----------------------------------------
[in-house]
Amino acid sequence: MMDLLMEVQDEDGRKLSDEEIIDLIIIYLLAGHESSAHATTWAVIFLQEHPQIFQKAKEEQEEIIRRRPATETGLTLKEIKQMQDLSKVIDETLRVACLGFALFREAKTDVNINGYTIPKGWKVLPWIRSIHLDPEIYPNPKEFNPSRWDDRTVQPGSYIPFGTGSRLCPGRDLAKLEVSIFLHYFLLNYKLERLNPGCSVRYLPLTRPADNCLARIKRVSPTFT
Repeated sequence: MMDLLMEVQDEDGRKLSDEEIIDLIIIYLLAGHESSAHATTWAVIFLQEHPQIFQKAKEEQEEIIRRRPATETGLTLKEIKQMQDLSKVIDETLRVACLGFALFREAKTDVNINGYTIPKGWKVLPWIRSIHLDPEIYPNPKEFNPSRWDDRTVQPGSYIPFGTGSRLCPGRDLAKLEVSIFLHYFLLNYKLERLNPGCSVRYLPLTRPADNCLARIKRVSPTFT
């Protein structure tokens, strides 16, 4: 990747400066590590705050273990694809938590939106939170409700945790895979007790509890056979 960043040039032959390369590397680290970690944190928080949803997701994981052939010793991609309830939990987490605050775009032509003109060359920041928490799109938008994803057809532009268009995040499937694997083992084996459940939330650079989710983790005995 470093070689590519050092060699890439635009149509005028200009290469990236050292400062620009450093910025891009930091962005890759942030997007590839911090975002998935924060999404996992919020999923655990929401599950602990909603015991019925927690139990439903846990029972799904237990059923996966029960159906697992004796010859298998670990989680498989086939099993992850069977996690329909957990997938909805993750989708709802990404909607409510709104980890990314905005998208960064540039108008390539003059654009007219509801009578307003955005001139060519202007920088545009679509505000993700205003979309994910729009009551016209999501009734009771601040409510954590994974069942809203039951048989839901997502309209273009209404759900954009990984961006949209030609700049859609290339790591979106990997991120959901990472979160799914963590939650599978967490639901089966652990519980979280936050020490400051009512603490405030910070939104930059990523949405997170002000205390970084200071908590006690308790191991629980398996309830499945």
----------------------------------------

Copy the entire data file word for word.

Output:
[in-house]
Amino acid sequence: MMDLLMEVQDEDGRKLSDEEIIDLIIIYLLAGHESSAHATTWAVIFLQEHPQIFQKAKEEQEEIIRRRPATETGLTLKEIKQMQDLSKVIDETLRVACLGFALFREAKTDVNINGYTIPKGWKVLPWIRSIHLDPEIYPNPKEFNPSRWDDRTVQPGSYIPFGTGSRLCPGRDLAKLEVSIFLHYFLLNYKLERLNPGCSVRYLPLTRPADNCLARIKRVSPTFT
Repeated sequence: MMDLLMEVQDEDGRKLSDEEIIDLIIIYLLAGHESSAHATTWAVIFLQEHPQIFQKAKEEQEEIIRRRPATETGLTLKEIKQMQDLSKVIDETLRVACLGFALFREAKTDVNINGYTIPKGWKVLPWIRSIHLDPEIYPNPKEFNPSRWDDRTVQPGSYIPFGTGSRLCPGRDLAKLEVSIFLHYFLLNYKLERLNPGCSVRYLPLTRPADNCLARIKRVSPTFT
């Protein structure tokens, strides 16, 4: 990747400066590590705050273990694809938590939106939170409700945790895979007790509890056979 960043040039032959390369590397680290970690944190928080949803997701994981052939010793991609309830939990987490605050775009032509003109060359920041928490799109938008994803057809532009268009995040499937694997083992084996459940939330650079989710983790005995 470093070689590519050092060699890439635009149509005028200009290469990236050292400062620009450093910025891009930091962005890759942030997007590839911090975002998935924060999404996992919020999923655990929401599950602990909603015991019925927690139990439903846990029972799904237990059923996966029960159906697992004796010859298998670990989680498989086939099993992850069977996690329909957990997938909805993750989708709802990404909607409510709104980890990314905005998208960064540039108008390539003059654009007219509801009578307003955005001139060519202007920088545009679509505000993700205003979309994910729009009551016209999501009734009771601040409510954590994974069942809203039951048989839901997502309209273009209404759900954009990984961006949209030609700049859609290339790591979106990997991120959901990472979160799914963590939650599978967490639901089966652990519980979280936050020490400051009512603490405030910070939104930059990523949405997170002000205390970084200071908590006690308790191991629980398996309830499945």